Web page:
However, this is a dangerous approach that is indirectly appealing for passivity and creating space for other political subjects, particularly for the far right, which were only confirmed at the last parliamentary elections in Slovakia. I treated this issue in more detail in an analysis of the 2016 Slovak parliamentary elections.[1] But the roots of this state reach much deeper than just the Communist Party of Slovakia. I dare say that we can also blame Hegel’s influence on Marx’s work and the uncritical interpretation of Marx, which I analysed in more detail at a 2014 seminar about contemporary post-Marxism in Bratislava.[2] Here I will offer a brief clarification of the basic propositions.
The first is the strong belief in the historical victory of socialism, which had a discouraging, if not destructive, influence on the political movements inspired by Marx’s legacy. In the opinion of US sociologist Imanuel Wallerstein "…belief in the inevitability of progress was a cause of substantial depolitization, particularly once the anti-system movement gained the state power".
Further, many accept Marx’s belief that technological progress will work more and more in favour of the exploited class over time. The opposite is true. The existence of combat resources is unimportant for any fight, including the class struggle, irrespective of how highly developed they might be, if there is no access to them and if they cannot be used. In other words, this is not about the level of technical progress as Marx thought, but the access to its fruits. The problem is that a concentration of wealth and power in the hands of capitalists improves access to the technologies and their use in favour of capitalists. 
The third cause of the communist movement’s failure lies in the non-critical acceptance of Marx’s positive view of labour. We should not forget that the introduction of new processes and technologies leads to disorganisation and a reduction of the working class. The perils of the budding ‘unwork’ have already been mentioned by Debord, who notes that if labour is the decisive instrument setting man free from exploitation, its absence leads to the slave’s dependence on the master. The survival of the crowds of the unemployed, economically unnecessary people, now really depends on the generosity of the social system the capitalists maintain to the extent that it allows them to keep their power. Nevertheless, the amount of generosity on offer tends to fall down, not least thanks to continuing technological progress.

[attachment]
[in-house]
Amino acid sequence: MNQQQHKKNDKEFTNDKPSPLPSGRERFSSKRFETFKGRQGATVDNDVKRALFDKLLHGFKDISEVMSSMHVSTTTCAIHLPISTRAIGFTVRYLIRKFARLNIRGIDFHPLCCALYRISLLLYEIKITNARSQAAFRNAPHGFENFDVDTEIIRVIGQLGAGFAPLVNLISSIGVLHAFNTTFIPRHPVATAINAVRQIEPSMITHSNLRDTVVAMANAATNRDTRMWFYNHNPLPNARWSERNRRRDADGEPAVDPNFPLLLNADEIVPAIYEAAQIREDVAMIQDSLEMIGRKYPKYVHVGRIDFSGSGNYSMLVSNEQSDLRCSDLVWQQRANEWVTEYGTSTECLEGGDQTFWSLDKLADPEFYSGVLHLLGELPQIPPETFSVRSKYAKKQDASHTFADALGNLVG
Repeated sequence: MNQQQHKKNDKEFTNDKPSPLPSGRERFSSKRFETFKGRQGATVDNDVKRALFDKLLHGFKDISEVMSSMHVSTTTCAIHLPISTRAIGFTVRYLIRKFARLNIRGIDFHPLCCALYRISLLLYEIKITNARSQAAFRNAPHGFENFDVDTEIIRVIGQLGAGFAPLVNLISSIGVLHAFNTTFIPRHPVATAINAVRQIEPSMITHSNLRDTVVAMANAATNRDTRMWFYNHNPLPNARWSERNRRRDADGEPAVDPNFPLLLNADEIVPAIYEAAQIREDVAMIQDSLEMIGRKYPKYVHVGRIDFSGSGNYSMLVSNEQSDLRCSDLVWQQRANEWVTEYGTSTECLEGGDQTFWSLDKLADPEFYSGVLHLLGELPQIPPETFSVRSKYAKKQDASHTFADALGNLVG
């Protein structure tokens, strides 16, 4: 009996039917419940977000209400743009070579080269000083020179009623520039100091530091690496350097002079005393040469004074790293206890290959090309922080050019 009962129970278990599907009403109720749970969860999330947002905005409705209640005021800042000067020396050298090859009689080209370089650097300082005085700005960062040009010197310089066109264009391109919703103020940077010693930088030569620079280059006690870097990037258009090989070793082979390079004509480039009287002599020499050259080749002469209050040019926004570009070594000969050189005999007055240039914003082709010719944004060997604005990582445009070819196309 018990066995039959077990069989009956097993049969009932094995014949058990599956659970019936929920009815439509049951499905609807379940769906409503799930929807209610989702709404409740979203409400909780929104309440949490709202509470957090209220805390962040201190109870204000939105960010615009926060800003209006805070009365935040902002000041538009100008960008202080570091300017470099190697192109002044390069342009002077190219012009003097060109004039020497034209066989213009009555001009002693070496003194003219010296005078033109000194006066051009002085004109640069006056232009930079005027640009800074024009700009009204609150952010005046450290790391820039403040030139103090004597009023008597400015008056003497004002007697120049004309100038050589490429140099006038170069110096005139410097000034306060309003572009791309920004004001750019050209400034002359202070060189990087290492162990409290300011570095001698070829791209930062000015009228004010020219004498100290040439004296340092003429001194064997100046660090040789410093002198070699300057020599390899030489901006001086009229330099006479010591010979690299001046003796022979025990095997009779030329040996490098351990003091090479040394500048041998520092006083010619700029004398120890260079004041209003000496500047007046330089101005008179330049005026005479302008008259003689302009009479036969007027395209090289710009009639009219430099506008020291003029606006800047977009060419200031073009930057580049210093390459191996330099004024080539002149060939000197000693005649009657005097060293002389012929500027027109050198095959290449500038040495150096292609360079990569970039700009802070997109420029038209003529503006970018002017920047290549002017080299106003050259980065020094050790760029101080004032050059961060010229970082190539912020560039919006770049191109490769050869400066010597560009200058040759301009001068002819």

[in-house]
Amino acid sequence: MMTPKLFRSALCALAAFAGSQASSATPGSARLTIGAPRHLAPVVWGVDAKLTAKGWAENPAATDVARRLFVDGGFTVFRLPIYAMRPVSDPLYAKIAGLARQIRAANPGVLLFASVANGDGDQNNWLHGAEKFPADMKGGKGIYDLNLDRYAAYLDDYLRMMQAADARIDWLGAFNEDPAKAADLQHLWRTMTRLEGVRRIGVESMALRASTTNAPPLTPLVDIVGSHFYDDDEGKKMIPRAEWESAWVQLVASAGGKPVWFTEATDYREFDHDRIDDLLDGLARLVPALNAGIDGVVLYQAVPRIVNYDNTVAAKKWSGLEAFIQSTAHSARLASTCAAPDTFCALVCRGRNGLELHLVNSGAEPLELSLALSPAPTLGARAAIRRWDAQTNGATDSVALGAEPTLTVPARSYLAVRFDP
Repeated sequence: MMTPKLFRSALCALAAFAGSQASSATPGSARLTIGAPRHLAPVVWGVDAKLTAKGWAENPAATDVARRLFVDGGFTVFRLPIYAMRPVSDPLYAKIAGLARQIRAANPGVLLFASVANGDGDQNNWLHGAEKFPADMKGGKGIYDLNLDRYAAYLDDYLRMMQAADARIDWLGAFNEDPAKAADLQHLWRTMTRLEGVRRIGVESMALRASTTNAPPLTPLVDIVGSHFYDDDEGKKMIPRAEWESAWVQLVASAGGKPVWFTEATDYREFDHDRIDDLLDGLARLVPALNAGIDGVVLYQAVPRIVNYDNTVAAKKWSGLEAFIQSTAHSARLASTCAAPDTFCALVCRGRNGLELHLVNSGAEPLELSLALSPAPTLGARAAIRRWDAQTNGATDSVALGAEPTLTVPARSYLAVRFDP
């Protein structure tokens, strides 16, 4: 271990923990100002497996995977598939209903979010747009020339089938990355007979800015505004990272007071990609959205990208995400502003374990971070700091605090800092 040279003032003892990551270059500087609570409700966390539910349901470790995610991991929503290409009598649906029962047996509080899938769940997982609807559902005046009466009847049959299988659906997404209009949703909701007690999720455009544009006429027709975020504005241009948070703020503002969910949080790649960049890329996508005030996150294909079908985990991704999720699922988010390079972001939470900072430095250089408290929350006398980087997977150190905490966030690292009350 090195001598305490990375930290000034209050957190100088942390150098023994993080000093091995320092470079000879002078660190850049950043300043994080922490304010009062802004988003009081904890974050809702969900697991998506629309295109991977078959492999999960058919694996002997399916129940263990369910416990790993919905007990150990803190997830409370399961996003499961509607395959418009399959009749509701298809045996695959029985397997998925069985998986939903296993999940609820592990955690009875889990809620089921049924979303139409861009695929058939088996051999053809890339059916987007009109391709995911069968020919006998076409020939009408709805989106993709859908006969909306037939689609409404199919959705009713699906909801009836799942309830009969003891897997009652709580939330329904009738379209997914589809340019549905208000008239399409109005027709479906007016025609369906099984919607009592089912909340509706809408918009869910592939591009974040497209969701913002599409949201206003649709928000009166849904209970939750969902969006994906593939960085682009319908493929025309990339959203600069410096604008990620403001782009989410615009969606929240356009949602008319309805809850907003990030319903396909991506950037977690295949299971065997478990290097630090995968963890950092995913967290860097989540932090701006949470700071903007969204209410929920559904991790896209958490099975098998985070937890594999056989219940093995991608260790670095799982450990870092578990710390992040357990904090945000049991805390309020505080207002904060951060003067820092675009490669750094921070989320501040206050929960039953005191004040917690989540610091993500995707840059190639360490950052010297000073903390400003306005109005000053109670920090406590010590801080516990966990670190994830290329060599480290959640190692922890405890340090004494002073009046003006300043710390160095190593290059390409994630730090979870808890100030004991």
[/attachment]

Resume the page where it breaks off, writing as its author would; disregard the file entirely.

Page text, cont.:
As we can see, the transfer of material wealth from a majority of the global population to the richest individuals goes hand in hand with the transfer of political influence, technological and military dominance in favour of the latter group, which helps it find new and more efficient methods of building their power and wealth. I therefore believe that the chances of the exploited majority saying ‘enough!’ and rising up against these oppressors are not getting better, but worse over time.

Ways Out

As I have already said, I believe that time is against us. That we will face stronger opponents over time and that these opponents will try less and less to hide the crimes against humanity wrapped in the packaging of a ‘fight against terrorism’ or ‘protection of democracy’. We will, therefore, have to take a much more active approach in our search for possible solutions that would lead to the strengthening of the radical left in Slovakia, as well as in the countries of the Central and Eastern Europe region and at the European level.
In light of growing inequalities in the distribution of the global wealth, the situation facing fighters for true democracy and justice is already critical. In this context, I believe that there is a clearly definable basic objective which has to be shared by the whole of the radical left. And that objective is to stop the accumulation of excessive wealth in the hands of several individuals which directly leads to the destruction of democracy, and is thus a threat to the rights and lives of millions of people, as well as the entire ecosystem. A whole range of fearsome examples of abuses of power are there, taken both from history as well as the present day. And their concentration continues to grow.